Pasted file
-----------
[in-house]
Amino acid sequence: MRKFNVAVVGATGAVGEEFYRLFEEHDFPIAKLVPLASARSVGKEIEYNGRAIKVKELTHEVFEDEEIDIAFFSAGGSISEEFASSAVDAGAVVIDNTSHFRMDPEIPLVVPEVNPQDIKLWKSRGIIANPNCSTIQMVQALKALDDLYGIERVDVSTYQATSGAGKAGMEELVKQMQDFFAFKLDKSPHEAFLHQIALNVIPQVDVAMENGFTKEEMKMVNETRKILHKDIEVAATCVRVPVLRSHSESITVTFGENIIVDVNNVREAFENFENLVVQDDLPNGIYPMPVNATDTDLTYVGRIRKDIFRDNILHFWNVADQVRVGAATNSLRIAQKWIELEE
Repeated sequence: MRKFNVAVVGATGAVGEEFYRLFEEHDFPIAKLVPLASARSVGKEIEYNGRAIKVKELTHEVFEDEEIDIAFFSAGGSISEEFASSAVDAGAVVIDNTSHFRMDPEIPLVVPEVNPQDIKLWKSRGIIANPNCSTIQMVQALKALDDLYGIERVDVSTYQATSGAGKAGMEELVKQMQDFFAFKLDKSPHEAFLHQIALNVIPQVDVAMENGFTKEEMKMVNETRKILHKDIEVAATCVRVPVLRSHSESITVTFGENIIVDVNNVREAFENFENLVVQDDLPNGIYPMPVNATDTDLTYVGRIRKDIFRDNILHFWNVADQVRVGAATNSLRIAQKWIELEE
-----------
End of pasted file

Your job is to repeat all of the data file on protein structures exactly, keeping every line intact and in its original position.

[in-house]
Amino acid sequence: MRKFNVAVVGATGAVGEEFYRLFEEHDFPIAKLVPLASARSVGKEIEYNGRAIKVKELTHEVFEDEEIDIAFFSAGGSISEEFASSAVDAGAVVIDNTSHFRMDPEIPLVVPEVNPQDIKLWKSRGIIANPNCSTIQMVQALKALDDLYGIERVDVSTYQATSGAGKAGMEELVKQMQDFFAFKLDKSPHEAFLHQIALNVIPQVDVAMENGFTKEEMKMVNETRKILHKDIEVAATCVRVPVLRSHSESITVTFGENIIVDVNNVREAFENFENLVVQDDLPNGIYPMPVNATDTDLTYVGRIRKDIFRDNILHFWNVADQVRVGAATNSLRIAQKWIELEE
Repeated sequence: MRKFNVAVVGATGAVGEEFYRLFEEHDFPIAKLVPLASARSVGKEIEYNGRAIKVKELTHEVFEDEEIDIAFFSAGGSISEEFASSAVDAGAVVIDNTSHFRMDPEIPLVVPEVNPQDIKLWKSRGIIANPNCSTIQMVQALKALDDLYGIERVDVSTYQATSGAGKAGMEELVKQMQDFFAFKLDKSPHEAFLHQIALNVIPQVDVAMENGFTKEEMKMVNETRKILHKDIEVAATCVRVPVLRSHSESITVTFGENIIVDVNNVREAFENFENLVVQDDLPNGIYPMPVNATDTDLTYVGRIRKDIFRDNILHFWNVADQVRVGAATNSLRIAQKWIELEE